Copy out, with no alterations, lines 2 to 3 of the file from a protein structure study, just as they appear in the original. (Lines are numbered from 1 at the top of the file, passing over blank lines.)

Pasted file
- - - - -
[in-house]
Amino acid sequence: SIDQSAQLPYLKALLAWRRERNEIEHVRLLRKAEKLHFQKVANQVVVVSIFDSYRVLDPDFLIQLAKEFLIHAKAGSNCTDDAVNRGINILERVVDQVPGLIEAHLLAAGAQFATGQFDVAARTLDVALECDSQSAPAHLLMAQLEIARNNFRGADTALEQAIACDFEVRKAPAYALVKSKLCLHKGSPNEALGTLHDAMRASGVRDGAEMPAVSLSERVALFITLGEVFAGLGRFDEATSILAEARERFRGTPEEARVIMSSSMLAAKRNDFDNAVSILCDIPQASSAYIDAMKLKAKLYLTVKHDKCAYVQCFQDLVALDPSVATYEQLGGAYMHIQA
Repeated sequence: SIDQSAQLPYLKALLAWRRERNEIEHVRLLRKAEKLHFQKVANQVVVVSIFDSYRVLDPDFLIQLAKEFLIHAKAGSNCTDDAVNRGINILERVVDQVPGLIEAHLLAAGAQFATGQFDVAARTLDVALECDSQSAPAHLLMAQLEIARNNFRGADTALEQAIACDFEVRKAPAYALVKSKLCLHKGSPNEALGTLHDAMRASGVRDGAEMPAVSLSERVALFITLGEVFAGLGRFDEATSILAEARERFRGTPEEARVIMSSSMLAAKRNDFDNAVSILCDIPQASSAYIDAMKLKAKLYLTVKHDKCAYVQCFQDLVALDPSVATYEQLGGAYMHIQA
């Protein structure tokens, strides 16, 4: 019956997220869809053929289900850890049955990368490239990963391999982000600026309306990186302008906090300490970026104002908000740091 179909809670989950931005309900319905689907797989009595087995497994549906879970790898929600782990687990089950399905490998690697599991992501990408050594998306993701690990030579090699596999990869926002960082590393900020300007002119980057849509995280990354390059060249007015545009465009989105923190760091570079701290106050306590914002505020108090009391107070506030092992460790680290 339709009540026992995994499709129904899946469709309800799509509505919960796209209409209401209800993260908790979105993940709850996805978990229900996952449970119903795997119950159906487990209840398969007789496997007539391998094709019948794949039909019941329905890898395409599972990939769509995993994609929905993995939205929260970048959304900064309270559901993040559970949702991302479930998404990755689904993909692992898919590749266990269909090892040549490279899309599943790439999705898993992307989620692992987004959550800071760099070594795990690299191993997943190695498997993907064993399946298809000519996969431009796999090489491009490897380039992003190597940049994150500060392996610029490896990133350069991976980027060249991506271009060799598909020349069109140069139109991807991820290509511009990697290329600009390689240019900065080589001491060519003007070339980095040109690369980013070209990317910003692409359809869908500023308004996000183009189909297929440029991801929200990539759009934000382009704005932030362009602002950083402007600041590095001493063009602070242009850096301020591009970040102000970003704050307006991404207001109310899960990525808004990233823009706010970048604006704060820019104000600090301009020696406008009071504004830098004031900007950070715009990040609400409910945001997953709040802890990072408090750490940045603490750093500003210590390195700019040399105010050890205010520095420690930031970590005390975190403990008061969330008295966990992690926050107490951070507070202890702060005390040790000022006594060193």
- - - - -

Amino acid sequence: SIDQSAQLPYLKALLAWRRERNEIEHVRLLRKAEKLHFQKVANQVVVVSIFDSYRVLDPDFLIQLAKEFLIHAKAGSNCTDDAVNRGINILERVVDQVPGLIEAHLLAAGAQFATGQFDVAARTLDVALECDSQSAPAHLLMAQLEIARNNFRGADTALEQAIACDFEVRKAPAYALVKSKLCLHKGSPNEALGTLHDAMRASGVRDGAEMPAVSLSERVALFITLGEVFAGLGRFDEATSILAEARERFRGTPEEARVIMSSSMLAAKRNDFDNAVSILCDIPQASSAYIDAMKLKAKLYLTVKHDKCAYVQCFQDLVALDPSVATYEQLGGAYMHIQA
Repeated sequence: SIDQSAQLPYLKALLAWRRERNEIEHVRLLRKAEKLHFQKVANQVVVVSIFDSYRVLDPDFLIQLAKEFLIHAKAGSNCTDDAVNRGINILERVVDQVPGLIEAHLLAAGAQFATGQFDVAARTLDVALECDSQSAPAHLLMAQLEIARNNFRGADTALEQAIACDFEVRKAPAYALVKSKLCLHKGSPNEALGTLHDAMRASGVRDGAEMPAVSLSERVALFITLGEVFAGLGRFDEATSILAEARERFRGTPEEARVIMSSSMLAAKRNDFDNAVSILCDIPQASSAYIDAMKLKAKLYLTVKHDKCAYVQCFQDLVALDPSVATYEQLGGAYMHIQA